This goes to prove that we really need to be careful what we say because our words can come back to haunt us.  I have now been to ten Spalding Flower Parade’s, each one has long and tedious as the first, each one just as mind numbingly boring as Ron’s never ending packs of photographs.

I left Rugby in 1980 and never saw Ron again, he died a few years later but I will never forget his Flower parade photographs.

Scrap Book Project – Ivan Petcher

March 27th is a very special day to me because in 1932 that was the day that my dad, Ivan Petcher was born.  He was the sort of man that you hope to be like when you grow up and then wish you had been like when you are old.

I don’t know anything about his childhood of course and there is no one to give me any clues so my story fast-forwards to 1947 and the year he met my mum.

From the way dad used to talk about being a teenager I have always imagined the post war years to be an almost idyllic existence, Enid Blyton sort of days with long hot summers, blue skies, bike rides, ripping-yarn adventures and picnics, where young people were polite and had good manners and didn’t spend their evenings hanging around Tesco Express with a bottle of cider, frightening the old folk and no one had heard of the concept of anti-social behaviour.

These were surely days of optimism with a country led by a Labour Government that had been elected in the summer of 1945 with a landslide majority and a promise to make everything better and which had embarked on a radical programme of nationalisation including coal mining, electricity supply and railways.

These were the days of the new National Health Service and the Welfare State all based on the optimistic principles of socialism.  And to add to all this good news the United States announced the Marshall Plan to pay for the reconstruction of Europe and that meant over three billion dollars was on the way to the United Kingdom to rebuild its bombed-out cities and its shattered economy.

This was the year of the inauguration of the United Nations which meant peace for ever more and the year that Princess Elizabeth married Prince Mountbatten.

Life was not so idyllic however in the big cities just after the war so I suppose it was nice to have a holiday and that summer mum left London for a few days with a friend in Rushden in Northamptonshire and at some point during that week she met my dad.  He was sixteen but looked younger, he hadn’t finished growing so was still quite small, his nickname was Pid as in little piddy widdy, and he he had boyish face and an impish grin with piercing cobalt blue eyes and a distinctive hairstyle with a fringe that flopped over his forehead in a Hugh Grant sort of way.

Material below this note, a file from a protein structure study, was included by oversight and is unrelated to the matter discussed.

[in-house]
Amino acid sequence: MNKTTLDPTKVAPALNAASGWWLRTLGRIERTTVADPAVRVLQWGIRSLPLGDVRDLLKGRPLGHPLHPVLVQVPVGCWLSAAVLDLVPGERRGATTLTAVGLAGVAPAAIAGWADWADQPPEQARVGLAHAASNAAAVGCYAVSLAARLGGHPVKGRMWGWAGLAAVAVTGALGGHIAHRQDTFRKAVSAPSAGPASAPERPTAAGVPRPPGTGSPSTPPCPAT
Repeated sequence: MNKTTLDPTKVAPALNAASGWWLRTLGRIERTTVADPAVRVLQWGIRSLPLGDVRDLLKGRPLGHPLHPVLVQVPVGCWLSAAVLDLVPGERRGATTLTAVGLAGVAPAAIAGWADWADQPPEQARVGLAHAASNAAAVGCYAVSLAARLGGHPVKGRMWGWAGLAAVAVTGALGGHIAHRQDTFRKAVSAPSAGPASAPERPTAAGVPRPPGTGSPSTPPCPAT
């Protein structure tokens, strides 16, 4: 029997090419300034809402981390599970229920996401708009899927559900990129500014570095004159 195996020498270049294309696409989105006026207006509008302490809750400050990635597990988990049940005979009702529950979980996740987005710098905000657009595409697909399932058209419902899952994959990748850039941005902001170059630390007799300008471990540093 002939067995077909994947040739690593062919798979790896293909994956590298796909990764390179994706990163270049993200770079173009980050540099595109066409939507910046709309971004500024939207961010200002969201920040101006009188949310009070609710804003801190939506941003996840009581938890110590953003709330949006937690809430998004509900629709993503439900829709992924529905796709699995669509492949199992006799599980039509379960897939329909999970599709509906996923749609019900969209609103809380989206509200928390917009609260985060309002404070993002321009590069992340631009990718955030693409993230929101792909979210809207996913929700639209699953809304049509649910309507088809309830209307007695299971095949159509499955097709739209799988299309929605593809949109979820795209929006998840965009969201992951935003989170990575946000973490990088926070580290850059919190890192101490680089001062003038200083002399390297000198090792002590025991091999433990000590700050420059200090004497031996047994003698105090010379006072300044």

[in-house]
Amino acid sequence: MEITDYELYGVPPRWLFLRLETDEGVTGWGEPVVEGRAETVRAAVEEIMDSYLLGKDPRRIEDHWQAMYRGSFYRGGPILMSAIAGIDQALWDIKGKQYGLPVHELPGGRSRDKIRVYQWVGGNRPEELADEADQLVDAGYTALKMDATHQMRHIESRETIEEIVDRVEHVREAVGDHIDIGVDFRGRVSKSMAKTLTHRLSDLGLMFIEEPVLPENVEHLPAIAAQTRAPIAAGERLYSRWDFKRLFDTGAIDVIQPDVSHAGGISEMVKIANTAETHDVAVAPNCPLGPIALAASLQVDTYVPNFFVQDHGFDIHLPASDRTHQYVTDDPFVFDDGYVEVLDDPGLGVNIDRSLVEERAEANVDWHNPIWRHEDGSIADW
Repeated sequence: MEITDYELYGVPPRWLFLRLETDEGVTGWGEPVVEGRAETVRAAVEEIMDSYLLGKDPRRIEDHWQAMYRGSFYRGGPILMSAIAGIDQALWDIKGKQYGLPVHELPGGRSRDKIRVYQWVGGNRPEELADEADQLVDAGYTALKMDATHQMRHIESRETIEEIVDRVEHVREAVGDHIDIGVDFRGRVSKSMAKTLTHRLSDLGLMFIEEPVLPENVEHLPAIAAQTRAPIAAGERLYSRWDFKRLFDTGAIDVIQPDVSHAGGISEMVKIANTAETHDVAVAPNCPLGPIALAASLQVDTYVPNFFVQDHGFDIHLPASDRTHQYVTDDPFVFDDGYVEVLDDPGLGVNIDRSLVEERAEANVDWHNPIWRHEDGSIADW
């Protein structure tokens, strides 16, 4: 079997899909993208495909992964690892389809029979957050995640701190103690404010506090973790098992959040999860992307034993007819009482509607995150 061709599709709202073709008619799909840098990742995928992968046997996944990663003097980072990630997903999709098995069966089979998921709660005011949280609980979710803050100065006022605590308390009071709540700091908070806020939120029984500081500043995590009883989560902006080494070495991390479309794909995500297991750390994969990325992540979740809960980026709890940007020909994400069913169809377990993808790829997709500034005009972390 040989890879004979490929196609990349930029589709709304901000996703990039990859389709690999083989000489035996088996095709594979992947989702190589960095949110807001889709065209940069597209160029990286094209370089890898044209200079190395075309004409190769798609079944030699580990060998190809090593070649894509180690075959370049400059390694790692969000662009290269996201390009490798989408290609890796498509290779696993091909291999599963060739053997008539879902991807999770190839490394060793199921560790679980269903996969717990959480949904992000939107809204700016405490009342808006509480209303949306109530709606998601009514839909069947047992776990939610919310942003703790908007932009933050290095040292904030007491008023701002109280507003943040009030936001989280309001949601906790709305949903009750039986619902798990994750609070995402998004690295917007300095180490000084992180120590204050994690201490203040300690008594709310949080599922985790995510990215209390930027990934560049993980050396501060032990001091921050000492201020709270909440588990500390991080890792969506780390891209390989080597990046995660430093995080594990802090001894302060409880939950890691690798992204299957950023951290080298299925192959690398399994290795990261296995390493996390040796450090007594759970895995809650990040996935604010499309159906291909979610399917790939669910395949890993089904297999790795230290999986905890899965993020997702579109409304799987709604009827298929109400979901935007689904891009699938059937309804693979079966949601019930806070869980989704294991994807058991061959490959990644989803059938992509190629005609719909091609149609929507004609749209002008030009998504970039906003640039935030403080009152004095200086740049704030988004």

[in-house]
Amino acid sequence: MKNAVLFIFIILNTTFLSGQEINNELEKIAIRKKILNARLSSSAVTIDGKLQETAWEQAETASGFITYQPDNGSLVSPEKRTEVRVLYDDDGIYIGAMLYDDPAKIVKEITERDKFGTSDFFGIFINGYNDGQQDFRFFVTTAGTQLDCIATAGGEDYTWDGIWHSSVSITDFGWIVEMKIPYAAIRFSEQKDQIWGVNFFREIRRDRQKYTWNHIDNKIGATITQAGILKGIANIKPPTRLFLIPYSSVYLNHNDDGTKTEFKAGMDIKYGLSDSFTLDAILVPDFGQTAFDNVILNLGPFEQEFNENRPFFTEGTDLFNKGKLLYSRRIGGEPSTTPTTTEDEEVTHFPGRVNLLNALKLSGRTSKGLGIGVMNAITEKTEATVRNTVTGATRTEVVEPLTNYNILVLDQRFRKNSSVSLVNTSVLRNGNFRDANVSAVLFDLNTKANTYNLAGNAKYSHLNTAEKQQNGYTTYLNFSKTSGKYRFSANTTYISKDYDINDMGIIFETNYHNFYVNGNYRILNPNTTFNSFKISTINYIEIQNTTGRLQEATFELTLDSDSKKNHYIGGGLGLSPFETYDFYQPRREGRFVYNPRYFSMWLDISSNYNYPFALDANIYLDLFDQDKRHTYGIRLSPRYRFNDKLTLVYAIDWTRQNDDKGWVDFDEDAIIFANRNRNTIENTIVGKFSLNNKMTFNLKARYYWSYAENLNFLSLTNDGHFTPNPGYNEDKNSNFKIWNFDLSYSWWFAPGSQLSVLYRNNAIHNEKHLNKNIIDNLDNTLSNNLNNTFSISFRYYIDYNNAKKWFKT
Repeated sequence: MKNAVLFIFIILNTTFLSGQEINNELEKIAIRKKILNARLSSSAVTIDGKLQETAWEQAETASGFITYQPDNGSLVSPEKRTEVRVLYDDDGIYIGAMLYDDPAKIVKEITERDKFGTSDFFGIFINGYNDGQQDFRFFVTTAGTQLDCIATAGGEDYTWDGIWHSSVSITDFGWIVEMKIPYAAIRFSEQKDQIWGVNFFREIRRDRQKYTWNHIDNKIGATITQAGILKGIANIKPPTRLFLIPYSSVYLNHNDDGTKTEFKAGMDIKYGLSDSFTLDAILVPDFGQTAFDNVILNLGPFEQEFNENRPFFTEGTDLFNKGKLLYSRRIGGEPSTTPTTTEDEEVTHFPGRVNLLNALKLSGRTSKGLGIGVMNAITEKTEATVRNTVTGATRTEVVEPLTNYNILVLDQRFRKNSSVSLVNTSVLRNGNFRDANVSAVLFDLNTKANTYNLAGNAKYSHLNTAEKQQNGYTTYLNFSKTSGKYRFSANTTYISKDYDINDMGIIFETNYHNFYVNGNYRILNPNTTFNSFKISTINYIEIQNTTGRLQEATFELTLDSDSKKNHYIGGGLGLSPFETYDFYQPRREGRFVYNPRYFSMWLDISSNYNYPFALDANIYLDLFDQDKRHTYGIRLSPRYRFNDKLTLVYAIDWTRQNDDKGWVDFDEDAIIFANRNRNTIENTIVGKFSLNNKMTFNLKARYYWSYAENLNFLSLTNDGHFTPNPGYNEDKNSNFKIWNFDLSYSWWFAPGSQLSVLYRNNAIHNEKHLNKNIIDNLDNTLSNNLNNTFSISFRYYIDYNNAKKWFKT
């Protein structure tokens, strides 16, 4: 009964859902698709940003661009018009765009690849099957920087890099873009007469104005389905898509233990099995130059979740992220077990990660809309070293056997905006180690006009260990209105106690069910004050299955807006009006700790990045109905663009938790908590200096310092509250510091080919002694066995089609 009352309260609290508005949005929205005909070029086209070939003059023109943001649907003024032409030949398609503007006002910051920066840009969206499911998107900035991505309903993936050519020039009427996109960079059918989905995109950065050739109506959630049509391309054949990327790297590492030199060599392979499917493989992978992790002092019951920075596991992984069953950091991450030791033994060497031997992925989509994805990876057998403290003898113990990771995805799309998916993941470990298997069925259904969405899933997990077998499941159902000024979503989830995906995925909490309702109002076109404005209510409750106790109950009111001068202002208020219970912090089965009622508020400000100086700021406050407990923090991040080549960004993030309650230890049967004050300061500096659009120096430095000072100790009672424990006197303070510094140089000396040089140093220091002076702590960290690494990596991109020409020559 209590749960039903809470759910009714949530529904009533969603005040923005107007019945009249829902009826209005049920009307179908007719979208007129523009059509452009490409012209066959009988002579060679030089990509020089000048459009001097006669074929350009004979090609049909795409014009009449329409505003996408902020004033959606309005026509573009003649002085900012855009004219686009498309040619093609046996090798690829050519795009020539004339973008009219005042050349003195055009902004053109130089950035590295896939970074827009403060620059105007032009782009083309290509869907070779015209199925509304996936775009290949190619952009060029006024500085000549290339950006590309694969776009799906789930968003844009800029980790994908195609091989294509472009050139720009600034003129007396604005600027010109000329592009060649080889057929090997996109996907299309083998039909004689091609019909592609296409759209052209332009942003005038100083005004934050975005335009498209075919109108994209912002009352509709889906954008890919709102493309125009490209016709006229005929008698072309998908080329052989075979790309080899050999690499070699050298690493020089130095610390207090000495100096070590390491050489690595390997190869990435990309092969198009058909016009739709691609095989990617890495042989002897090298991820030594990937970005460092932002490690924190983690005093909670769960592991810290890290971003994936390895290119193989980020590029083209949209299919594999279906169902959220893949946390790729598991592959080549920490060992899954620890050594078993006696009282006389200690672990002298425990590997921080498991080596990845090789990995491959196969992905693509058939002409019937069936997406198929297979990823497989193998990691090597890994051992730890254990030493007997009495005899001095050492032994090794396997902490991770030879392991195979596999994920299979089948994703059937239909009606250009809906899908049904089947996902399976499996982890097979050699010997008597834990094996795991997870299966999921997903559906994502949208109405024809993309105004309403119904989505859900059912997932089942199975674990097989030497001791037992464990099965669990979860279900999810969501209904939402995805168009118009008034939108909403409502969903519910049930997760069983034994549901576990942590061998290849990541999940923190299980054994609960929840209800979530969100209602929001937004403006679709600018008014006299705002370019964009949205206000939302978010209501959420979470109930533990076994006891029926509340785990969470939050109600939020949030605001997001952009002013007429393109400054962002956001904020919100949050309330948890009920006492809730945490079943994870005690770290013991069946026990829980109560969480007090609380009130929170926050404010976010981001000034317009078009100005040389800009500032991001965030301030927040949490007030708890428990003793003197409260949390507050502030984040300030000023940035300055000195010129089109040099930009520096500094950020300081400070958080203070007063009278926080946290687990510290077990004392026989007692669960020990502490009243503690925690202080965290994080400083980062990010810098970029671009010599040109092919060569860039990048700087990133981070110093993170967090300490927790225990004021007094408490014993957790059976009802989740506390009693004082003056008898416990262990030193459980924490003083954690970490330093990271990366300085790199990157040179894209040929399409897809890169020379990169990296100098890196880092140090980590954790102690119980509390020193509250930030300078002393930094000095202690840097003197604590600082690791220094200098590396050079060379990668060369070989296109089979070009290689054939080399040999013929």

He obviously made an immediate impact on the young girl visiting from London and they spent the next sixty years together.

Not straight away of course because his new girlfriend had to go back to London to finish school and here is something else that I find absolutely charming.  These were days before mobile phones, skype and instant messaging, even before regular telephones so the only way they had of keeping in touch and keeping the romance going was by sending each other letters and photographs.

They kept this up for three years before dad was called up for national service in the RAF and he moved to London where he stayed until they married in 1953.

In 1948 dad left school and went to work for his father in the family business, a grocery store in Rushden, but they sold that sometime at the end of the decade and they all moved to Leicester and dad got his first proper job at Jessops.  I don’t know how much he earned, it couldn’t have been a lot, but from photographs it would seem that he spent quite a lot of it on clothes and he was always a smart, well turned out young man with an impressive wardrobe.

The picture above was taken in 1947 and his clothes look a bit shabby and worn through and they are in total contrast to the one below taken two years later on holiday in Skegness.  It’s a bit of a surprise to me because I don’t remember him being particularly interested in clothes and he would make most things last much longer than they could be reasonably expected to but for a couple of years in the late 1940s he obviously cared a lot about his appearance.  Or perhaps, judging by how much he had grown in two years, replacement clothes were a regular necessity during that time.

I like this picture, dad was eighteen and looks smart, self assured and full of confidence, mum was sixteen and looks really happy to be with this really special man.